The Road to 2020
The task force started with a clean sheet of paper and a broad charge from Dean Huss: to reimagine Robinson for the 21st century. The college convened the group to draw up a strategic roadmap through 2020, and throughout the 18-month process, task force members and the Robinson Board of Advisors explored a fundamental question: What does it mean to be a relevant business school today and what will it mean in the future?
The question came on the eve of Robinson’s 100th anniversary, which it is celebrating this year. In its first century, the college has become one of the largest business schools in the nation, with programs ranked among the best in the world. Georgia State and the Robinson College have produced more of Georgia’s top executives with graduate degrees than any other school in the Southeast. Its faculty are among the nation’s most prolific scholars, graded “A” for teaching excellence by Bloomberg Businessweek. Each year, the college attracts 8,000 students as diverse in nationality and ethnicity as they are in business experience and educational background.
With such proven progress, why consider sweeping change? For one thing, external forces are coming to bear on all business schools, says Richard D. Phillips who chaired the task force and is associate dean of academic initiatives and innovation. Geographic barriers have fallen, and students have their choice of programs through online offerings. Additionally technology is having a big impact on every niche of business and the world is growing increasingly complex. Today’s challenges require professionals with cross-disciplinary skills, ones who can respond creatively and profitably to opportunities.
“For the longest time, Robinson has had the best part-time MBA program in the nation, but monopoly builds complacency,” says Phillips. “We have to continue asking questions and implementing answers to survive and thrive.”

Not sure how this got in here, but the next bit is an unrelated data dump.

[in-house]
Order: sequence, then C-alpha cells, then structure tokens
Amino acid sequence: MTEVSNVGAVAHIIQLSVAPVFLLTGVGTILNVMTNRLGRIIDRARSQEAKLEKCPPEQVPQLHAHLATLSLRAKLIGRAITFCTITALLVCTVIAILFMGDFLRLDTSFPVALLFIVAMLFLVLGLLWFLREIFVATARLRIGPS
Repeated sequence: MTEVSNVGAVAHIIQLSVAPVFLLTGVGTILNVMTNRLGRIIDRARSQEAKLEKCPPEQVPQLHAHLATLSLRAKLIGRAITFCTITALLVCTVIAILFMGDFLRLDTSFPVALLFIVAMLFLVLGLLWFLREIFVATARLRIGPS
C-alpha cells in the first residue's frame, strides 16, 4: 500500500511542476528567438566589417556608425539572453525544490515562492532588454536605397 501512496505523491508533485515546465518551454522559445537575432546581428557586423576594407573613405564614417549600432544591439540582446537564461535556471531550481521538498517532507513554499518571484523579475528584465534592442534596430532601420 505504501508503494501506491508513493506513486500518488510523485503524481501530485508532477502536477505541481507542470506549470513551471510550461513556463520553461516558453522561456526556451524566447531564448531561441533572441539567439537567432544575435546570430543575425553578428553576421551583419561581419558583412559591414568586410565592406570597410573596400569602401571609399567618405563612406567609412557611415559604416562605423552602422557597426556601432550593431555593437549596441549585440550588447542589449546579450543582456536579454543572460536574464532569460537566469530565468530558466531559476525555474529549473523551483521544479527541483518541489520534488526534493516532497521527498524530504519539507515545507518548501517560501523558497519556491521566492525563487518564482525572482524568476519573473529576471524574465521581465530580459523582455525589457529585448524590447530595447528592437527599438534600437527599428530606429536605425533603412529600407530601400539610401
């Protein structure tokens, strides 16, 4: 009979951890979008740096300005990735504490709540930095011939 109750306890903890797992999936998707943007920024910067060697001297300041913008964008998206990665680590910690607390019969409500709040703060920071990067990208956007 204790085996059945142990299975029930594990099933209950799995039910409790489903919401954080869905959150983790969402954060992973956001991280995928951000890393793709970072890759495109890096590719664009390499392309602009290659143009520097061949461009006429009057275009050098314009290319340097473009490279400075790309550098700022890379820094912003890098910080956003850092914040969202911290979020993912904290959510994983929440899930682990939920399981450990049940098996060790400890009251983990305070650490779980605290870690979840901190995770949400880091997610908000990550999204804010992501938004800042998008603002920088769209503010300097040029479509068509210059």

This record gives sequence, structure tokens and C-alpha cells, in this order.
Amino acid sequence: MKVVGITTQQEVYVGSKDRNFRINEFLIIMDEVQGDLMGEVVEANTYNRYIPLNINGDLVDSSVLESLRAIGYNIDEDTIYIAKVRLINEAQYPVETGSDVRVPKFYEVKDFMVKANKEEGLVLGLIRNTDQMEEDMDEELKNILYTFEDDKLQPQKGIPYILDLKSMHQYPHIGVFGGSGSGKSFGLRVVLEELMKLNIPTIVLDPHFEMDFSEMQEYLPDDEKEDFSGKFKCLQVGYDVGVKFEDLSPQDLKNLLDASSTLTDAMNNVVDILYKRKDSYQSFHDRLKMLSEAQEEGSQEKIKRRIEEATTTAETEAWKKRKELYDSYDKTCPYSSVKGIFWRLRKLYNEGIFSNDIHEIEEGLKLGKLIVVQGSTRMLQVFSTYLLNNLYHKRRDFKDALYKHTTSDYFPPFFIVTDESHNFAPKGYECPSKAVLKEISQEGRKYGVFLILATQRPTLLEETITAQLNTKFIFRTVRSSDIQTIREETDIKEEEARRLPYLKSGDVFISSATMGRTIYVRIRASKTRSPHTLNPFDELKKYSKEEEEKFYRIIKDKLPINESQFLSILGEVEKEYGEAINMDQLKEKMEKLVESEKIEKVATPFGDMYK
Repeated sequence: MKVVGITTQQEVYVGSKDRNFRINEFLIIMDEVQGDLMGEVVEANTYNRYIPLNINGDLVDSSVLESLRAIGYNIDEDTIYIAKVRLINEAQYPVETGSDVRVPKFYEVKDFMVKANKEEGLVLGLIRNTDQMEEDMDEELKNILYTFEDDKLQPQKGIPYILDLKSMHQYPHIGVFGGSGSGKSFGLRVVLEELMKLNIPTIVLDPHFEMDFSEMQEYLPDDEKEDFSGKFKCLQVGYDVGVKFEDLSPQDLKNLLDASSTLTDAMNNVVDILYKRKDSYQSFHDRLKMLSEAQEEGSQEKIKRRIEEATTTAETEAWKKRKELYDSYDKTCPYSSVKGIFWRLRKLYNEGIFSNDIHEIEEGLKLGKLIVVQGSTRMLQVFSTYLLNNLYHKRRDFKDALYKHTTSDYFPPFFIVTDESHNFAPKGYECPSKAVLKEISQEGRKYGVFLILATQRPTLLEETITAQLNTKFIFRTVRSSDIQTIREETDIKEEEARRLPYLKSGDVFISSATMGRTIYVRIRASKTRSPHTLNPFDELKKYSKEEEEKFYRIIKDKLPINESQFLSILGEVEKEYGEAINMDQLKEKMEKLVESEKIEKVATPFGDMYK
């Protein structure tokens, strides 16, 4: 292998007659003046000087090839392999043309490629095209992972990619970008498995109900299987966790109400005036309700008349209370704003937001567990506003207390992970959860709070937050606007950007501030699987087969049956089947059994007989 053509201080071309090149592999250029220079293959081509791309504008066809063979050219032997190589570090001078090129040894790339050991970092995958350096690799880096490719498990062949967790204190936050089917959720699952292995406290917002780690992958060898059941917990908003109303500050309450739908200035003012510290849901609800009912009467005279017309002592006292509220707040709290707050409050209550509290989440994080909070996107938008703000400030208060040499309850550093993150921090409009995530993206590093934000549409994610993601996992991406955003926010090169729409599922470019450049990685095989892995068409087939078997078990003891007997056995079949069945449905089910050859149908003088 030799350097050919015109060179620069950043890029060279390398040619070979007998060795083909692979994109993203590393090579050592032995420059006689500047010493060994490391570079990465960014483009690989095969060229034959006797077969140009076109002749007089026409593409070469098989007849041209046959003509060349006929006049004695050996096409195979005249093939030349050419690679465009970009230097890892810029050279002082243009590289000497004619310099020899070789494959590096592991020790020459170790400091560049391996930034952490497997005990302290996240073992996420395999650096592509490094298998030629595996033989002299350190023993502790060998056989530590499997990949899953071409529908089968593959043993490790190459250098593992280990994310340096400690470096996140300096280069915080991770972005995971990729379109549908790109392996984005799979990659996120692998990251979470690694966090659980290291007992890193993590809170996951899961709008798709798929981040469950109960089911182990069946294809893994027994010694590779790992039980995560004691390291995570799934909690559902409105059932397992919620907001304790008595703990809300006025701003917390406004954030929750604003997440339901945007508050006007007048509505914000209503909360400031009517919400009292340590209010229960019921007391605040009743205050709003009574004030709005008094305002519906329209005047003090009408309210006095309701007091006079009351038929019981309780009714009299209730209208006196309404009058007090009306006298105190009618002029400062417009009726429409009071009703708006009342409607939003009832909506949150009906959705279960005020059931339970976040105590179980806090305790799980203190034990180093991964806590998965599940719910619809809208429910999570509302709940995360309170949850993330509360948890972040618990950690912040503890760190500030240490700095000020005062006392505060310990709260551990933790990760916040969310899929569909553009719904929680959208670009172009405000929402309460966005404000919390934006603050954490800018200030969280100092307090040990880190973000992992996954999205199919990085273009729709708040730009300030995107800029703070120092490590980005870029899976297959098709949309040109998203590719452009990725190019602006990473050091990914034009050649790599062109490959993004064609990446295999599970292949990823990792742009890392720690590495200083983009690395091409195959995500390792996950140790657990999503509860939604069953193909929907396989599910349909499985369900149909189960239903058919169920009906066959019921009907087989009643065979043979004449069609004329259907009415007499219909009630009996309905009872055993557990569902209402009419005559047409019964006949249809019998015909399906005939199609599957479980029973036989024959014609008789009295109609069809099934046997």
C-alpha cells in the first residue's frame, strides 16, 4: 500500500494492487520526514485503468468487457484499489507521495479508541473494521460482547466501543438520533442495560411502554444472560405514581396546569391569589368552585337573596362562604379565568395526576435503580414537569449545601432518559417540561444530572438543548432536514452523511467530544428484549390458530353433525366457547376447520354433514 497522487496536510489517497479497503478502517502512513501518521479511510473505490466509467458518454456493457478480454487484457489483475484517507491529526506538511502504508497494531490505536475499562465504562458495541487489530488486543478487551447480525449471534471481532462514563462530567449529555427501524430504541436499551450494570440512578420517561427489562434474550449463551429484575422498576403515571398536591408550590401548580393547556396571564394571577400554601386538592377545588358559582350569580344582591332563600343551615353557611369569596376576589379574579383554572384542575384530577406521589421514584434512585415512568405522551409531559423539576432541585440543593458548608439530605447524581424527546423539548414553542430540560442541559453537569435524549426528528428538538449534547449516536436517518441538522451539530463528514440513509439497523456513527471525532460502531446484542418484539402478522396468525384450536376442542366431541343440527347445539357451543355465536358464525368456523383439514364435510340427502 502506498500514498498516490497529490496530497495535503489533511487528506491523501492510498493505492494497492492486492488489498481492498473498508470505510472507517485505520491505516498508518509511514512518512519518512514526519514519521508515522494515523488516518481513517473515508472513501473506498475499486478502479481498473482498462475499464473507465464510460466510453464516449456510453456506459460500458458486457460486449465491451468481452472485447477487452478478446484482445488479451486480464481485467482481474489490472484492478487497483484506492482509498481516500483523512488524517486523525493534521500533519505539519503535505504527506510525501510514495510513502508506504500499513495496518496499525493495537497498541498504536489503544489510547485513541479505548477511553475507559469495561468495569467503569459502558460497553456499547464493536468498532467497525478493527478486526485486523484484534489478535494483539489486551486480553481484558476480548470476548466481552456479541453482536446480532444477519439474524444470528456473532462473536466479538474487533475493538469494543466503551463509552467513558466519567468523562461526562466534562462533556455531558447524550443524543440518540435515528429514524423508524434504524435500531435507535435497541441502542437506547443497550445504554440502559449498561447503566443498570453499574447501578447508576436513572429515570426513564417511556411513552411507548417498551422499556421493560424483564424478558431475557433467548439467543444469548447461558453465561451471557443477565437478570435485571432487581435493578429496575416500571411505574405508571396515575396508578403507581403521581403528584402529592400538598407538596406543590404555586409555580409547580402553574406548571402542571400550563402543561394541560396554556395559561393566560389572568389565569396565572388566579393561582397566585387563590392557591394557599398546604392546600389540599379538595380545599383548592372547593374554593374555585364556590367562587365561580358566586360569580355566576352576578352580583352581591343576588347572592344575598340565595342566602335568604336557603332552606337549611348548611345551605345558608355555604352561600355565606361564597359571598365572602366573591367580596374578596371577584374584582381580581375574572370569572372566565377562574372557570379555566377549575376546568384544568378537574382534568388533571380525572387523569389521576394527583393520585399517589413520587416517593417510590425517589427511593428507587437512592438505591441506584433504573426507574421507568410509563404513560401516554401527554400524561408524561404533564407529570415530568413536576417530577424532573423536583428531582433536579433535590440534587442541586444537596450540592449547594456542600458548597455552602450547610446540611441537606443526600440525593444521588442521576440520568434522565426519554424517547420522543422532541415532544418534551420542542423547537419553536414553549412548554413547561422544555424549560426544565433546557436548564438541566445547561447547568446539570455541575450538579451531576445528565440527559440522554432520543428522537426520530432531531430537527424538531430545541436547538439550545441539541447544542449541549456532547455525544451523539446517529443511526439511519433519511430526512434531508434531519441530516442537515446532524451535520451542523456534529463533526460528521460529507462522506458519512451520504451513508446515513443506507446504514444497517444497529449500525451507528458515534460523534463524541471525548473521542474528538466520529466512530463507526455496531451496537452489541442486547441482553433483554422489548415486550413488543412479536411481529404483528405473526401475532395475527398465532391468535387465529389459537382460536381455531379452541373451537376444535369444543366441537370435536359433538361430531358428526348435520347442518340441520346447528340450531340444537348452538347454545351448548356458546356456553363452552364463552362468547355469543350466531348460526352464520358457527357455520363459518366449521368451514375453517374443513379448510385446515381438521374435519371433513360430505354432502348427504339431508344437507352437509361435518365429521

As a professor in the Department of Managerial Sciences and its interim chair, Pamela S. Barr teaches students to think and plan strategically. She brought that knowledge to bear as a member of the task force, then as chair of Robinson’s strategic planning overview committee. In synthesizing feedback from throughout the college, she learned that “we have to be adaptable. What makes us strong now won’t keep us strong. We always need to be forward looking to continue to improve.”
The college’s Board of Advisors, most of whom have led strategic planning initiatives at their companies, were actively involved. W. Frank Blount was board chair at the time; he says it was a particularly important undertaking during his tenure.
“Working with Dean Huss and other Robinson senior leaders to provide major input into the development of the strategic plan is exactly the type of active role the board should play in the advancement of the college,” says Blount. “Robinson is a special place with a very bright future, and the Board of Advisors feels that the crisp execution of this strategic plan will truly distinguish the college.”
Robinson’s plan includes some initiatives that are underway while others will require the college to first build capacity. “It is forward looking, but not so out there that it’s hard to grasp,” says Barr. “It builds on the strengths and reputation that we already have while at the same time, it challenges us to stretch.”